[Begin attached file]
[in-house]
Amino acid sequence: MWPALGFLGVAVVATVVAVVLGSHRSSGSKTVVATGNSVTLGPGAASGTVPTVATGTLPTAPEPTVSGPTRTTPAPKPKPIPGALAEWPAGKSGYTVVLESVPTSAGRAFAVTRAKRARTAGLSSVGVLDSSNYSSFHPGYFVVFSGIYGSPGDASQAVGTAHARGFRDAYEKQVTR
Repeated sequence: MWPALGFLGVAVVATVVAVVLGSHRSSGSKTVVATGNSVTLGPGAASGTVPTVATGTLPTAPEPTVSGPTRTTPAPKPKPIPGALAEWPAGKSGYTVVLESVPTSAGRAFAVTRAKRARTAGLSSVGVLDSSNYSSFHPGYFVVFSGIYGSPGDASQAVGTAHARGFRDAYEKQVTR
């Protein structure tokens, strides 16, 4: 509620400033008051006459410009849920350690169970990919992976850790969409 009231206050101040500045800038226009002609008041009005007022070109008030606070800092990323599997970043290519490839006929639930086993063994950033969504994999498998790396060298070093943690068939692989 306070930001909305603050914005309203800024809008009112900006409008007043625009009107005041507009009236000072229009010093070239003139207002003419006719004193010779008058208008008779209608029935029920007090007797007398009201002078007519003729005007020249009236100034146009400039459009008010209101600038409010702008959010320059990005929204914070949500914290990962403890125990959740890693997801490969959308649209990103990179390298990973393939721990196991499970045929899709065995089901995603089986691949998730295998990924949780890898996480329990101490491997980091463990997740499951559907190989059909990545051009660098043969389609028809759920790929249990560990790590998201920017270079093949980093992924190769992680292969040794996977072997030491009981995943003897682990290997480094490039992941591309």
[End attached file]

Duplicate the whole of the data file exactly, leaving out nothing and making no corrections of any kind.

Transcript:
[in-house]
Amino acid sequence: MWPALGFLGVAVVATVVAVVLGSHRSSGSKTVVATGNSVTLGPGAASGTVPTVATGTLPTAPEPTVSGPTRTTPAPKPKPIPGALAEWPAGKSGYTVVLESVPTSAGRAFAVTRAKRARTAGLSSVGVLDSSNYSSFHPGYFVVFSGIYGSPGDASQAVGTAHARGFRDAYEKQVTR
Repeated sequence: MWPALGFLGVAVVATVVAVVLGSHRSSGSKTVVATGNSVTLGPGAASGTVPTVATGTLPTAPEPTVSGPTRTTPAPKPKPIPGALAEWPAGKSGYTVVLESVPTSAGRAFAVTRAKRARTAGLSSVGVLDSSNYSSFHPGYFVVFSGIYGSPGDASQAVGTAHARGFRDAYEKQVTR
């Protein structure tokens, strides 16, 4: 509620400033008051006459410009849920350690169970990919992976850790969409 009231206050101040500045800038226009002609008041009005007022070109008030606070800092990323599997970043290519490839006929639930086993063994950033969504994999498998790396060298070093943690068939692989 306070930001909305603050914005309203800024809008009112900006409008007043625009009107005041507009009236000072229009010093070239003139207002003419006719004193010779008058208008008779209608029935029920007090007797007398009201002078007519003729005007020249009236100034146009400039459009008010209101600038409010702008959010320059990005929204914070949500914290990962403890125990959740890693997801490969959308649209990103990179390298990973393939721990196991499970045929899709065995089901995603089986691949998730295998990924949780890898996480329990101490491997980091463990997740499951559907190989059909990545051009660098043969389609028809759920790929249990560990790590998201920017270079093949980093992924190769992680292969040794996977072997030491009981995943003897682990290997480094490039992941591309």